It was only his first job, straight out of Cal Poly. He figured he’d stay a year, tops. Instead, several decades later, Alex Zuniga still gets up and does the same things he’s done for the past 30 years: produce and design New Times, San Luis Obispo County’s weekly newspaper—although, now he’s also one of the paper’s owners.
It was Aug. 12, 1986, the day before New Times was born. Newspaper founders and friends Steve Moss (the writer/editor) and Bev Johnson (sales/advertising) were getting a little too close to deadline and they had no one to help finish putting the paper together. Enter Zuniga, who met Moss through a friend at school.
“They were scrambling around and had lost their production person,” Zuniga said. “I came in and it wasn’t rocket science for me because I had already been doing that at Cal Poly.”
After that first issue, he stayed on, helping to design the paper and even delivering a few, working for experience initially. The three worked on a single early Mac computer, taking turns to get everything done.
“It was a shoe-string operation in the beginning; we didn’t have the money,” Zuniga said. “I was a student. We had one computer and would share it.”
- PHOTO COURTESY OF ALEX ZUNIGA
- OLD SCHOOL: In 1986, Alex Zuniga was fresh out of Cal Poly when he started helping with a fledgling New Times, which wouldn’t be produced fully digitally until the early 2000s.
While Zuniga designed the paper on the computer back in the day using the Mac program Page Maker, the digital influence ended there. The different elements of the paper—the words, the photos—were printed out, cut up, and arranged on boards. On deadline day the newsroom floor was littered with tiny scraps of paper. The boards were then sent to the printing press where a special camera took a giant negative of each page and put that on a giant photosensitive plate and then printed the paper. With this method the design options were limited, to say the least. For a time, the paper was flown from SLO to Southern California where it was printed, adding another level of stress to getting things done on time.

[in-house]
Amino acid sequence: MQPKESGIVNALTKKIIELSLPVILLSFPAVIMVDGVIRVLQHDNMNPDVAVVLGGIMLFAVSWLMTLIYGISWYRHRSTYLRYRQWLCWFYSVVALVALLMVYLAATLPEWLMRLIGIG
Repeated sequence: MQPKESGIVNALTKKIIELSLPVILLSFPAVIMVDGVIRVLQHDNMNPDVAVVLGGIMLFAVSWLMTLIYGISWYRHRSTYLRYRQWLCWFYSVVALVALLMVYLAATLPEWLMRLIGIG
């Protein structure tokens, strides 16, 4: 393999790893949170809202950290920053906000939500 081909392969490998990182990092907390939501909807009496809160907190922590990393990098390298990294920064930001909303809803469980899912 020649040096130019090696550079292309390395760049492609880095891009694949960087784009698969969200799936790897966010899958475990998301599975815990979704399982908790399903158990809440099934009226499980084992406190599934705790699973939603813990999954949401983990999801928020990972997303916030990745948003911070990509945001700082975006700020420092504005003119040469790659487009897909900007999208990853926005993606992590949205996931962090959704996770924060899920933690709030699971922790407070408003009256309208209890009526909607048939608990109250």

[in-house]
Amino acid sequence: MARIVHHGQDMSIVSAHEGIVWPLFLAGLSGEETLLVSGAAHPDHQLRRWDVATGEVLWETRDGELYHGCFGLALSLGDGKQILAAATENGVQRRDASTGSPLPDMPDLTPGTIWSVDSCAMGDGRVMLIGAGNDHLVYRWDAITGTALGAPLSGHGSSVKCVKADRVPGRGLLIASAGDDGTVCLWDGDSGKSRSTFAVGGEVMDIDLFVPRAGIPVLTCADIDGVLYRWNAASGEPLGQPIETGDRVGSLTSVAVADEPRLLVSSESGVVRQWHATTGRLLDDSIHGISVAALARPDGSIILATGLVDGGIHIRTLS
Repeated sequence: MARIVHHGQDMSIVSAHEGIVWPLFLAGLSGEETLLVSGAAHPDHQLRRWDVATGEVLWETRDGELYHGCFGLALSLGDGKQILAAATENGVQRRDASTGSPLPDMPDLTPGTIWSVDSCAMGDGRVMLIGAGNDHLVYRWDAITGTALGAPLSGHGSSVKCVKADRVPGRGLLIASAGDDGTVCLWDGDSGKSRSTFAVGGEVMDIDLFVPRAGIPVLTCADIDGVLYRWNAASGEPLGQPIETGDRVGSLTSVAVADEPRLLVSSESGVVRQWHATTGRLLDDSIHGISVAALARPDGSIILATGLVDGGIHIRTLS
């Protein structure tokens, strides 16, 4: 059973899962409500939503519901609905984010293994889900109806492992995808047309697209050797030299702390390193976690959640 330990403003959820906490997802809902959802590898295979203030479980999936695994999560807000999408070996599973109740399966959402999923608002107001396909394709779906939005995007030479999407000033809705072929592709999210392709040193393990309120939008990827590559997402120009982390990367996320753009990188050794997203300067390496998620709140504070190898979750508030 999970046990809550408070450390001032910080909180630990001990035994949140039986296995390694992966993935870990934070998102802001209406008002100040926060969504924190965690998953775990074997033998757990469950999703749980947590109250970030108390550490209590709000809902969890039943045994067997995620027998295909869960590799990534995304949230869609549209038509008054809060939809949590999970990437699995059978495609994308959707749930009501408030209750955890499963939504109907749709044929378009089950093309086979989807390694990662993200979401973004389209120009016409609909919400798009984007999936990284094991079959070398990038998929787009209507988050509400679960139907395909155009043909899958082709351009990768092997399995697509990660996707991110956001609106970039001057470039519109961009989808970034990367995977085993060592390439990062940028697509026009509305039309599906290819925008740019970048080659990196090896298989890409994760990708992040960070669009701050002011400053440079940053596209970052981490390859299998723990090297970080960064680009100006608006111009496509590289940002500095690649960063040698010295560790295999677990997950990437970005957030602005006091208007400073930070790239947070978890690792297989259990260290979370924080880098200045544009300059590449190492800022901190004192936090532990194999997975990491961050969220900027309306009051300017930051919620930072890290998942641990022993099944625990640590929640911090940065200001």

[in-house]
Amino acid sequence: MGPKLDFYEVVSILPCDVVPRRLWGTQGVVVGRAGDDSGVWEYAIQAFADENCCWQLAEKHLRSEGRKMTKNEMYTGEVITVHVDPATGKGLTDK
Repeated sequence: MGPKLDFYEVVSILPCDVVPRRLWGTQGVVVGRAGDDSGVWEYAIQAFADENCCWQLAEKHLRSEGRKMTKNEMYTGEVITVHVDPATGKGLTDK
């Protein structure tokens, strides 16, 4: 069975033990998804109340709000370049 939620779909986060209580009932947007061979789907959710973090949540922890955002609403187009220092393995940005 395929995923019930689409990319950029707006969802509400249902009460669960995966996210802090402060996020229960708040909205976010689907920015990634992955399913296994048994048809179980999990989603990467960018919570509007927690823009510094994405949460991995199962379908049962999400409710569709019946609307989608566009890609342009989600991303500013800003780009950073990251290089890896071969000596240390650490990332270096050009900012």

“You couldn’t be late, you’d miss the plane,” Zuniga said.
When the paper was turning a profit, Moss sat down with Zuniga to talk money and shares in the company. Moss wanted to know how long the kid might stick around.
- PHOTO COURTESY OF ALEX ZUNIGA
- THE ORIGINALS: 'New Times' was founded by (left to right) Bev Johnson, Alex Zuniga, and Steve Moss.
“It was kind of crazy so I said, ‘I imagine I can maybe stay a year,’” Zuniga said. “I wish I would have said longer because I would have gotten a larger percentage, but it worked out.”
New Times is the only grown-up job Zuniga has ever known. He’s seen it housed in different offices; he’s seen different editors, designers, and writers come and go. He’s also seen the production of New Times go completely digital. But the newsroom wasn’t devoid of scraps of paper in production until the early 2000s (around the time New Times got a sister paper, the Sun in Santa Maria), which sounds absurdly late, but the printing presses weren’t really equipped to work with digital files until then. From a design standpoint, it was a whole new world. That first cover in 1986 was completely in black and white, save for the red New Times logo. The cover story was on the burgeoning restaurant scene in SLO and featured a boxy image of hands holding a knife and fork, with black outlining the photo. A recent 2016 cover on prostitution (written by veteran writer Glen Starkey) featured a purposefully blurred color image of a leggy woman accepting cash.
“I was really excited about the new computers and their capabilities,” Zuniga said. “We tend to be more visual and image oriented now.”
He started out as the young college grad on staff, but today Zuniga is the veteran at New Times, the sole founder at the paper. The paper has changed and evolved since its inception, even during the Moss days, but he thinks the future is bright.
“We’ve been weaker, but I don’t know if we’ve been much stronger than we are now,” Zuniga said. “We’re in a good place. We have a strong staff and it shows in the work that we do.”
Ryah Cooley hand drew newspaper dummies for Paso Robles High School’s paper, the Crimson Chronicle, back in the day at email@example.com.